In dementia with Lewy bodies, cognitive impairment can fluctuate and movements are particularly affected, with poor motor control. A person with Lewy bodies might shuffle as they walk and be more prone to falls. Tremors may be noticed, similar to those experienced by people who have Parkinson’s disease. Due to the nerve cell damage of Lewy bodies, hallucinations are often present in those with this type of dementia. These hallucinations can be both visual and auditory. Memory is often less affected than with other types of dementia, but a person might experience sudden bouts of confusion which can change on an hourly basis. Swallowing can also be affected as can sleep patterns. People with Lewy bodies tend to fall asleep easily during the day, but then experience disrupted sleep at night, often having intense dreams or nightmares. As with all dementias, Lewy bodies is progressive and symptoms will worsen over time.

Find out more about Lewy Body Dementia


Wernicke-Korsakoff syndrome (WKS) is a type of brain disorder caused by a lack of vitamin B-1. The syndrome is actually two separate conditions that can occur at the same time. Usually, people get the symptoms of Wernicke’s encephalopathy first.

Also called Wernicke’s disease, people with Wernicke’s encephalopathy have bleeding in the lower sections of the brain, including the thalamus and hypothalamus. These areas of the brain control the nervous and endocrine systems. The bleeding causes brain damage that presents symptoms involving your vision, coordination, and balance.

The signs of Korsakoff psychosis tend to follow as the Wernicke’s symptoms decrease. If Wernicke’s disease is treated quickly and effectively, Korsakoff syndrome may not develop. Korsakoff psychosis is the result of chronic brain damage. Korsakoff syndrome affects the areas of your brain that control memory.

Alcoholism, or chronic alcohol abuse, is the most common cause of WKS. WKS can also be linked to diet deficiencies or other medical conditions that impair vitamin B-1 absorption.

Find out more about Wernicke-Korsakoff


Creutzfeldt-Jakob (CJD) is one of the rarest forms of dementia. Only 1 in 1 million people are diagnosed with it every year, according to the Alzheimer’s Association. CJD progresses very quickly, and people often die within a year of diagnosis.

Symptoms of CJD are similar to other forms of dementia. Some people experience agitation, while others suffer from depression. Confusion and loss of memory are also common. CJD affects the body as well, causing twitching and muscle stiffness.

Find out more about Creutzfeldt-Jakob


Normal Pressure Hydrocephalus

Normal pressure hydrocephalus (NPH) is a condition that causes a person to build up excess fluid in the brain’s ventricles. The ventricles are fluid-filled spaces designed to cushion a person’s brain and spinal cord. They rely on just the right amount of fluid to work properly. When the fluid builds up excessively, it places extra pressure on the brain. This can cause damage that leads to dementia symptoms.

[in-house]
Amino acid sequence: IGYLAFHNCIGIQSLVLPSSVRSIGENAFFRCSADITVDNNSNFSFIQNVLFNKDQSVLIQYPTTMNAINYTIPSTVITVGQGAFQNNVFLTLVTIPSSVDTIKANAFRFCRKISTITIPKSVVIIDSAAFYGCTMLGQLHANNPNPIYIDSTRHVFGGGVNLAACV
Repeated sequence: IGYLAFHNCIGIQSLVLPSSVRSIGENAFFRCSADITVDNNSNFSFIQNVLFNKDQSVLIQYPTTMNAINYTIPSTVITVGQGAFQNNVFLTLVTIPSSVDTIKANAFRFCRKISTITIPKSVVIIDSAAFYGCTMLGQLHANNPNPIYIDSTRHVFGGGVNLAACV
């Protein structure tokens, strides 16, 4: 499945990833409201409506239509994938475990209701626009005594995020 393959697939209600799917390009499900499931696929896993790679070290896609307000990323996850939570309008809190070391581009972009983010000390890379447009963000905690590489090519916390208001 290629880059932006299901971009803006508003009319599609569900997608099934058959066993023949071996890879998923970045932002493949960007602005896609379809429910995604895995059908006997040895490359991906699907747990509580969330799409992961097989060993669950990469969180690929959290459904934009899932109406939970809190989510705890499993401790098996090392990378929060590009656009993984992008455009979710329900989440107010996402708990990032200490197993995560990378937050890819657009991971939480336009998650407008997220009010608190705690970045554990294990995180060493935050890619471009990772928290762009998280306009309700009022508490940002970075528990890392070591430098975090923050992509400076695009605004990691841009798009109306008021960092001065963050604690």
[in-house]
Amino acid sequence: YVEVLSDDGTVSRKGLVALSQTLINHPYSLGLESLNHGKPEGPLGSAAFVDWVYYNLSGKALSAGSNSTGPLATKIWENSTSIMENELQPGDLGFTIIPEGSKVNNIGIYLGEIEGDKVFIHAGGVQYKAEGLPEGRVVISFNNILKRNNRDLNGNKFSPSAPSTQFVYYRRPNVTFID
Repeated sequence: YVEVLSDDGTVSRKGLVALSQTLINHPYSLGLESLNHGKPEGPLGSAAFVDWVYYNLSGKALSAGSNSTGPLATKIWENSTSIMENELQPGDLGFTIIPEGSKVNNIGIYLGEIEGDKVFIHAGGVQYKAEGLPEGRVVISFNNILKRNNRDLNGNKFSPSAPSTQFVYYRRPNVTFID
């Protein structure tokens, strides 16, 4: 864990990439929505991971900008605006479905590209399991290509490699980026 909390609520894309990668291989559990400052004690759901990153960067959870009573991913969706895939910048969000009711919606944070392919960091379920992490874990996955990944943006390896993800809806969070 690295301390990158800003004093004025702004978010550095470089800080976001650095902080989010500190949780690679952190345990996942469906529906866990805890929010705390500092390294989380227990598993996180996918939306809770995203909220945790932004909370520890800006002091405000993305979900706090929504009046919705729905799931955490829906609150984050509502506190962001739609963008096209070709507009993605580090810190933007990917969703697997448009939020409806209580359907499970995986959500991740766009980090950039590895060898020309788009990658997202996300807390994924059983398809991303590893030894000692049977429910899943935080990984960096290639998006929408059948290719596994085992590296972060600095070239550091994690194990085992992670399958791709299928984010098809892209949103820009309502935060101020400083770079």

Find out more about Normal Pressure Hydrocephalus


Mixed dementia

Mixed dementia refers to a situation where an individual has more than one type of dementia. Mixed dementia is very common, and the most common combination is vascular dementia and Alzheimer’s. Many  people living with dementia  may have mixed dementia but don’t know it.

Mixed dementia can cause different symptoms in different people. Some people experience memory loss and disorientation first, while others have behaviour and mood changes. Most people living with mixed dementia will have difficulty speaking and walking as the condition progresses.

Some of the rarer types of dementia include:  Familial Alzheimer’s (fAD)  familial Frontotemporal Dementia (fFTD)

Posterior Cortical Atrophy (PCA)  Primary Progressive Aphasia (PPA)

To find out more about rare forms of dementia visit Rare Dementia Support

For more information about understanding dementia, please visit Dementia UK 


What is Primary Progressive Aphasia (PPA)?

Primary Progressive Aphasia (PPA) is a neurological syndrome in which language capabilities become slowly and progressively impaired. Unlike other forms of aphasia that result from stroke or brain injury, PPA is caused by neurodegenerative diseases, such as Alzheimer’s Disease or Frontotemporal Lobar Degeneration. PPA results from deterioration of brain tissue important for speech and language. Although the first symptoms are problems with speech and language, other problems associated with the underlying disease, such as memory loss, often occur later.

PPA commonly begins as a subtle disorder of language, progressing to a nearly total inability to speak, in its most severe stage. The type or pattern of the language deficit may differ from patient to patient. The initial language disturbance may be fluent aphasia (i.e., the person may have normal or even increased rate of word production) or non-fluent aphasia (speech becomes effortful and the person produces fewer words). A less common variety begins with impaired word-finding and progressive deterioration of naming and comprehension, with relatively preserved articulation.

As with aphasia that results from stroke or brain trauma, the manifestations of PPA depend on what parts of the left hemisphere are relatively more damaged at any given point in the illness. The person may or may not have difficulty understanding speech. Eventually, almost all patients become mute and unable to understand spoken or written language, even if their behavior seems otherwise normal.

Signs and symptoms of other clinical syndromes are not found through tests used to determine the presence of other conditions. PPA is not Alzheimer’s disease. Most people with PPA maintain ability to take care of themselves, pursue hobbies, and, in some instances, remain employed.

Is there any treatment or assistance for people with PPA?